Writing

One of the most well-known technological advancements for writing is the unassuming word processor. Simple tools such as a dictionary and a thesaurus help writers expand their vocabulary, while spelling- and grammar-checkers are helpful to find and correct errors. Moving forward to the internet age and online forums are a widely used channel for learners to communicate and learn from one another using the written word. This is also a great alternative for those who don’t have the opportunity to converse with a native speaker face to face.

Listening

They began as simple audio on a cassette tape and today’s audiobooks have taken over the literary world. As we found in our global survey of 6,000 English language learners, 44% of respondents said speaking was the most difficult aspect of learning English. When it comes to improving both comprehension and speaking skills, extensive listening is highly recommended. Listening to and reading text at the same time is a great way to start and Kindle’s Whispersync for Voice technology is designed for just this purpose. It includes audio with selected books, so you can listen and follow the text as you read. Podcasts are also becoming more popular with English learners, with the ability to listen anytime, anywhere, and English language podcasts are a great way to improve your listening skills. Here are some popular podcasts to try: Listen to English by Peter Carter, Elementary Podcasts by the British Council and Luke’s English Podcast.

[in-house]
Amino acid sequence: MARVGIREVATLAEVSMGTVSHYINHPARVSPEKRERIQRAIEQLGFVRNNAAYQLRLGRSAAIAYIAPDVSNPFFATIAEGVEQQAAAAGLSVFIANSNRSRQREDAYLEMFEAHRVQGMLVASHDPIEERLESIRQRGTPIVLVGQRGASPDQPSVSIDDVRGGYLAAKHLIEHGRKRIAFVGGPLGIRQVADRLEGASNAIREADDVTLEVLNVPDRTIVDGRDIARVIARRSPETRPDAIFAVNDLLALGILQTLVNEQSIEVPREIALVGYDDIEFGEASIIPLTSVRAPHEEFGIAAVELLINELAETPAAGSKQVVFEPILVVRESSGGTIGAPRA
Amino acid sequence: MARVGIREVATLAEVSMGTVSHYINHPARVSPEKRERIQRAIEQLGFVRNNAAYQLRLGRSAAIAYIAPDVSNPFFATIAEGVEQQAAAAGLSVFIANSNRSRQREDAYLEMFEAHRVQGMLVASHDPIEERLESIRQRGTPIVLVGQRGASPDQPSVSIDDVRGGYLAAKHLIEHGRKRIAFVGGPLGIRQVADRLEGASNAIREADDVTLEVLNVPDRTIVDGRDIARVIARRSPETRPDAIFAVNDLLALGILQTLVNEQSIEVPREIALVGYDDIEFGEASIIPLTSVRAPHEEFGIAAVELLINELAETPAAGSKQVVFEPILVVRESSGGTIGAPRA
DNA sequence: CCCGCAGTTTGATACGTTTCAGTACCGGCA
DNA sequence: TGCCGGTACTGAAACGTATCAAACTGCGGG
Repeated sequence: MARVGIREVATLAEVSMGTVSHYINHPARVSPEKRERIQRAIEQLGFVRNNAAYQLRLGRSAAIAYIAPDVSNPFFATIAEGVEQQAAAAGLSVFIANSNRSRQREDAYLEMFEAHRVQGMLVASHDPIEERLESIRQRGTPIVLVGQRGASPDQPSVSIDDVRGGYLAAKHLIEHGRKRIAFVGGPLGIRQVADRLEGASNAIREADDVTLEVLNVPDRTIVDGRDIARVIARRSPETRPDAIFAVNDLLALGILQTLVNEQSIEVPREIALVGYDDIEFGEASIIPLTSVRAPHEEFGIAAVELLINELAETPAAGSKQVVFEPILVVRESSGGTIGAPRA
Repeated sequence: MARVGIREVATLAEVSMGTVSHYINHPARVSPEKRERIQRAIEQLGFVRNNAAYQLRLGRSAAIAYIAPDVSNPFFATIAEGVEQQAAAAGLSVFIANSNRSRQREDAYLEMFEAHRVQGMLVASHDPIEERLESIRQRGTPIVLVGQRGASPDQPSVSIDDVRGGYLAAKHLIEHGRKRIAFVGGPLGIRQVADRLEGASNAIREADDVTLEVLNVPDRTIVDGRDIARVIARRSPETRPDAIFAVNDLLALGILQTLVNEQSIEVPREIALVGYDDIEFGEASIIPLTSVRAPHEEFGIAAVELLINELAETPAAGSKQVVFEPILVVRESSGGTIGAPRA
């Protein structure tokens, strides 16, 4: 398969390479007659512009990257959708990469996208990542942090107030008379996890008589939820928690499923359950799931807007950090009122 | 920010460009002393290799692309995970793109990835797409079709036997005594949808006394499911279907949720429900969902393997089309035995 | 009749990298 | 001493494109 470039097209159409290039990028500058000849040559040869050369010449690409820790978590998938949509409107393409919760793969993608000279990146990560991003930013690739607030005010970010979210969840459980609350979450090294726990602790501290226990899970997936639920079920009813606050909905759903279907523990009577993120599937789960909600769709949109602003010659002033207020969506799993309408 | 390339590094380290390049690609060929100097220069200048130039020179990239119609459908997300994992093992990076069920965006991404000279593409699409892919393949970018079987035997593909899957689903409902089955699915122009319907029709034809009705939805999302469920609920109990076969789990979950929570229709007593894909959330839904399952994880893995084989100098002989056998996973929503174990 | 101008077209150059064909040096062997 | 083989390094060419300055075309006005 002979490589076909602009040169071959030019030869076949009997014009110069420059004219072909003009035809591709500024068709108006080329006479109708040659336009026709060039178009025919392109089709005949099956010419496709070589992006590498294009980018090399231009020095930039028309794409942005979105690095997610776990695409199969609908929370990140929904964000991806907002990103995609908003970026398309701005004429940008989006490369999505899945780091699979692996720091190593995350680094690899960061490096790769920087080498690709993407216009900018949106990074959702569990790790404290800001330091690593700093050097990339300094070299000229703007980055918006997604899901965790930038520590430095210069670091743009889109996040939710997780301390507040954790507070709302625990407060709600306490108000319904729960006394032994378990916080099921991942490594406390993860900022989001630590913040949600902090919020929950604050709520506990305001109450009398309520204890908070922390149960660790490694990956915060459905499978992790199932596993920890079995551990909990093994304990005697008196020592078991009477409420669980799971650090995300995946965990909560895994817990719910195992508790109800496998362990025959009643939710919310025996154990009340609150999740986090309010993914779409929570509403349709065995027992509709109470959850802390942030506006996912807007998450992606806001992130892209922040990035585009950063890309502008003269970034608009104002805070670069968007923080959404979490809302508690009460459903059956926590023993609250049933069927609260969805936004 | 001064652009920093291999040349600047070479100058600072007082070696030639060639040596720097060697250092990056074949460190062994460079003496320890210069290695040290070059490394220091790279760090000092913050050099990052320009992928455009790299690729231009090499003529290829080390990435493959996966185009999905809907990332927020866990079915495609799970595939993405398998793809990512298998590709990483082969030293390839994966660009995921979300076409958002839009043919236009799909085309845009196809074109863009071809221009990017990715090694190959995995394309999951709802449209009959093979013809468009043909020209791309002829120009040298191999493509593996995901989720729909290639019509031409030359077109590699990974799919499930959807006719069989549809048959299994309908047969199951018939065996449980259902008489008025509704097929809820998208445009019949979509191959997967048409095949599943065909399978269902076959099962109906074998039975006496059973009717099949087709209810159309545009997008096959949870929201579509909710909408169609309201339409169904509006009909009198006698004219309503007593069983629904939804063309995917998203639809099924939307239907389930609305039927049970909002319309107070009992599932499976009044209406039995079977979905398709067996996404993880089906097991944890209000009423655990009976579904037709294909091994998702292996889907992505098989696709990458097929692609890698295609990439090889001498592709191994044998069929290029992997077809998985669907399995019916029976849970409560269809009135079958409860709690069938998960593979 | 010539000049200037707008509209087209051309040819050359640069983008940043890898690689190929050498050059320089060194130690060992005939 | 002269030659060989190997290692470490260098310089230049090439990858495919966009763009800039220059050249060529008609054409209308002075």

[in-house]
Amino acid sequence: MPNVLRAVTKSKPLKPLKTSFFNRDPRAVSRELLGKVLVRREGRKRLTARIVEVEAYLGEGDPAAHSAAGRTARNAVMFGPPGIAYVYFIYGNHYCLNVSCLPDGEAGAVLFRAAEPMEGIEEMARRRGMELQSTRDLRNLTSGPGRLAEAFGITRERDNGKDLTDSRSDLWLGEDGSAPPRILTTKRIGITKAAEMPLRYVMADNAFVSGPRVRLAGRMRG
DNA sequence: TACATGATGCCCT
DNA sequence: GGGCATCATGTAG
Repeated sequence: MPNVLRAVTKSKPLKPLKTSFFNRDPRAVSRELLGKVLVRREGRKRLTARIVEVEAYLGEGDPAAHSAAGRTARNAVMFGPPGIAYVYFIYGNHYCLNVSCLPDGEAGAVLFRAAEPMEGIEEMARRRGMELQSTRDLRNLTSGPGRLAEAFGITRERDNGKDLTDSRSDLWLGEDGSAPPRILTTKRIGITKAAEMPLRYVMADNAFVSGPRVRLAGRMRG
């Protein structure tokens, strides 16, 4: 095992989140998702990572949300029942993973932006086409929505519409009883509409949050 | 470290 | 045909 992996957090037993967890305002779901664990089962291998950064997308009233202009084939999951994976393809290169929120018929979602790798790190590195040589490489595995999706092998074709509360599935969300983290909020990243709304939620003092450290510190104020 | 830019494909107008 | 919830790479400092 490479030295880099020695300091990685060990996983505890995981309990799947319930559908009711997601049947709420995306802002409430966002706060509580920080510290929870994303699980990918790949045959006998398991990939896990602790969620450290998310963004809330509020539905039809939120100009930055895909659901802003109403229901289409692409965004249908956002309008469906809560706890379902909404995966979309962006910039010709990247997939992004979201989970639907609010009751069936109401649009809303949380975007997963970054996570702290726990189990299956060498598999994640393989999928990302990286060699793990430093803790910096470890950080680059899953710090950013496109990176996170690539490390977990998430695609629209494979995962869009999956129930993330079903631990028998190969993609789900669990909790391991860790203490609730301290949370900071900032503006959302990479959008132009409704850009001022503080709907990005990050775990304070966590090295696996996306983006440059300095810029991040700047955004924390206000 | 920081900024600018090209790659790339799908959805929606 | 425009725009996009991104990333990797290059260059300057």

Speaking

Giving learners the advantage of communicating in real-time conversations with English speakers, probably the most exciting (and futuristic) technological advancement has come in the form of Skype and FaceTime. Tools such as video-conferencing also offer teachers the opportunity to link to other classes around the world, also gaining support from other teachers and students.

There are many new apps on the market for speaking with other learners, such as CoffeeStrap and HelloTalk – meaning you can converse with native speakers right from your phone. No webcam required anymore! These technological advancements can help you advance in your English learning; you just need to take advantage of them and they’re right at your fingertips.

Posted by lle, 0 comments